At the center of this disproportionately reactive behavior lies the question we ask in America: who are we? Balotelli, an athletic hero, is redefining the meaning of "Italian," as we ask here, "What is an American?" We do seem to be less and less of who we think we are and it is threatening to a great many people. My own daughters are more Italian than anything else -that is to say that they are exactly one-quarter Italian. But, then again, they're one-quarter Jewish, which is to say that they would have been spared in the Holocaust, according to the Nuremberg citizenship laws. Their dad would have been out of luck. I haven't even yet mentioned that when you throw a dart at a map of Europe, chances are it'll land on a country from which they have blood. For some reason, in America, we place all of that ahead of being American.

Maybe Grandma's right...we're just outgrowing being Chinese.




Thursday, July 26, 2012

Announcement

A short story of mine, entitled "The Lobster's Name Is Nick," will be available in print format in The Alarmist's inaugural issue on July 30, 2012.

Enjoy and thanks.

Friday, June 22, 2012

Henry Hill was a pusher.



 "As far back as I can remember, I always wanted to be a gangster."
                                           -Henry Hill, Goodfellas


Recently, Henry Hill, the infamous mobster who "ratted" out his crew to avoid incarceration and whose biography inspired Scorsese's Goodfellas, died, to which Twitter fans, including well-known comedians and actors, tweeted micro-eulogy after micro-eulogy after micro-eulogy. Many quoted the movie in homage. Some simply wrote, "RIP Henry Hill." Ray Liotta, the actor who portrayed Hill in Goodfellas, even wished his family well. I wouldn't say it was an outpouring of emotion and I wouldn't say I didn't briefly experience nostalgia -I spent many a day after school memorizing lines from Goodfellas and imitating Joe Pesce's f-word pronunciation- but let's have a little perspective, my good people.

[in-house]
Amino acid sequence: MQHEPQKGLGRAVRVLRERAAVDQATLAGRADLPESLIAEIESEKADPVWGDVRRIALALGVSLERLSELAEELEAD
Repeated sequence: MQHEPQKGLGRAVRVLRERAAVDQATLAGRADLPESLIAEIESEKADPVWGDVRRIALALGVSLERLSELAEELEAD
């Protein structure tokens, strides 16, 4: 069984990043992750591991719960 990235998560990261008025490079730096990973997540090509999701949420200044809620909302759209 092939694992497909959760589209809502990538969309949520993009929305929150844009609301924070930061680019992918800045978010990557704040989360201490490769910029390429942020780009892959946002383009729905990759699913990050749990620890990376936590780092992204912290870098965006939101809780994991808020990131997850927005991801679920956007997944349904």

Henry Hill was not what one might consider an upright citizen:  a) he was abusive to his wife, b) he was a drug dealer, c) he was an accomplice to murder, d) he was abusive to his wife, e) he was a drug dealer, f) he was thief, g) he was a philanderer, h) he was abusive to his wife, i) he was a drug dealer, and j) he probably didn't claim his earnings from the NCAA basketball scandal or the Lufthansa heist as profit.

I'm not saying we should rejoice. It's not like an Osama bin Laden type of death -I rejoiced at bin Laden's demise after living in the chaos and sorrow of New York City after the Towers collapsed- but we might not want to celebrate Mr. Hill. After all, how often does the Witness Protection Program actually de-protect their informants? Their character standards are pretty low. Hill was such an offender that, after reaching his law-breaking quota while under protection, the Department of Justice had decidedly had enough of the Hills and released them back into the wilds of everyday citizenry.

I know, I know...it's bad juju to speak ill of the dead. Perhaps, though, we might use slightly more discretion when paying our respects. Not that we should be happy, just somewhat more selective.

Sunday, June 3, 2012

"May you be safe in storm."